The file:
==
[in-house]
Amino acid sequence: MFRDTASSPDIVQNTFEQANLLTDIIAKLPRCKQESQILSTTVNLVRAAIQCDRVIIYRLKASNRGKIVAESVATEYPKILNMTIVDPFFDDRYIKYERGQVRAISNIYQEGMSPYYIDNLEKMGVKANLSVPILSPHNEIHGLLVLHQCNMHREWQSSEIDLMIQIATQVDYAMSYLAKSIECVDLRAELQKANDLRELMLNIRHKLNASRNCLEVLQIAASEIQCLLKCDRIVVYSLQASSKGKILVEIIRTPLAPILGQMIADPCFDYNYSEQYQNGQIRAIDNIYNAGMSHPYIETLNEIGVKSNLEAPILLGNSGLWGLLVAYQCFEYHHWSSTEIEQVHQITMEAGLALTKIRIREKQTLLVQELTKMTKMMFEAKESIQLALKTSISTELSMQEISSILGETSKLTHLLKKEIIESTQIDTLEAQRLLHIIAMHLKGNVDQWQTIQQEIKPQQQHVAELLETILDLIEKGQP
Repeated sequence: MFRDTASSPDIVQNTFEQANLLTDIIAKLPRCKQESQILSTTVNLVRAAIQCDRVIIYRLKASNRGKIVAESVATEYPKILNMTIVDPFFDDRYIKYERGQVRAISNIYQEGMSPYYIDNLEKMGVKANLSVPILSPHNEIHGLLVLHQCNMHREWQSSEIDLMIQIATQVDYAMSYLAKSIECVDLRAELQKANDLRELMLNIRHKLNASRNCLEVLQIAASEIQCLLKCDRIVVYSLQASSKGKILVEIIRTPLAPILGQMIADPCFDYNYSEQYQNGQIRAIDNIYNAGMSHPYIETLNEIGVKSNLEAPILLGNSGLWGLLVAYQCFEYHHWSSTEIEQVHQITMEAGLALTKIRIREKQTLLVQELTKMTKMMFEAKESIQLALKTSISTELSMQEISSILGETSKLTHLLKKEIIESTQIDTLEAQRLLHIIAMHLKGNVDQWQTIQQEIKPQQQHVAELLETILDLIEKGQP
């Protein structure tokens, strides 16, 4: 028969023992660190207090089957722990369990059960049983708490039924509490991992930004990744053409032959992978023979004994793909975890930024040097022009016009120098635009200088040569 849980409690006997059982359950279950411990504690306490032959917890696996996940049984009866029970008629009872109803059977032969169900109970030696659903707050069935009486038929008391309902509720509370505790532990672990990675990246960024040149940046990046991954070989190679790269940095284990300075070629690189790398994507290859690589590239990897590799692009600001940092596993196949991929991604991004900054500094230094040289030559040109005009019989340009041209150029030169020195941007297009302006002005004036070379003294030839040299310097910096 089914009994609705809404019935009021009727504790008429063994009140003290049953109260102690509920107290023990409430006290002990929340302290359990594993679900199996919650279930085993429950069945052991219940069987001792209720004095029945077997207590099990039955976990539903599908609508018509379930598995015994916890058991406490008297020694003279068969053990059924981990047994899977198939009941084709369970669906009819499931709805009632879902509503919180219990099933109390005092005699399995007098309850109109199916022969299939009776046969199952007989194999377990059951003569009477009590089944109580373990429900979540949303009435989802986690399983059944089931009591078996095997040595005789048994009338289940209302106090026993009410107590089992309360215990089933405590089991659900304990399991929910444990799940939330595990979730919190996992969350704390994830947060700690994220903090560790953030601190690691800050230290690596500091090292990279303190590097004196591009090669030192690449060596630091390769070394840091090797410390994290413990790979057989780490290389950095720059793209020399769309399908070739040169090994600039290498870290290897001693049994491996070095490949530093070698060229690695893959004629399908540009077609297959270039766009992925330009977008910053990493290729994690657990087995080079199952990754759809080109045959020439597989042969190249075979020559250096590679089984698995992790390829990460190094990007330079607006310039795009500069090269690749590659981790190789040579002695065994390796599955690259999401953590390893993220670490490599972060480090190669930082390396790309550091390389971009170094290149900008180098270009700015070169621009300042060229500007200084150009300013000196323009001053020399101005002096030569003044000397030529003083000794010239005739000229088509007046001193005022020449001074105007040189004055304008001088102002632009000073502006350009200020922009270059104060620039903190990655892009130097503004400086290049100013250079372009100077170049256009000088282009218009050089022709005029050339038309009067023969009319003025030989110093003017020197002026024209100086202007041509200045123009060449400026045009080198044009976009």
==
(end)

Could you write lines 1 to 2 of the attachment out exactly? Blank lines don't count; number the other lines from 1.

[in-house]
Amino acid sequence: MFRDTASSPDIVQNTFEQANLLTDIIAKLPRCKQESQILSTTVNLVRAAIQCDRVIIYRLKASNRGKIVAESVATEYPKILNMTIVDPFFDDRYIKYERGQVRAISNIYQEGMSPYYIDNLEKMGVKANLSVPILSPHNEIHGLLVLHQCNMHREWQSSEIDLMIQIATQVDYAMSYLAKSIECVDLRAELQKANDLRELMLNIRHKLNASRNCLEVLQIAASEIQCLLKCDRIVVYSLQASSKGKILVEIIRTPLAPILGQMIADPCFDYNYSEQYQNGQIRAIDNIYNAGMSHPYIETLNEIGVKSNLEAPILLGNSGLWGLLVAYQCFEYHHWSSTEIEQVHQITMEAGLALTKIRIREKQTLLVQELTKMTKMMFEAKESIQLALKTSISTELSMQEISSILGETSKLTHLLKKEIIESTQIDTLEAQRLLHIIAMHLKGNVDQWQTIQQEIKPQQQHVAELLETILDLIEKGQP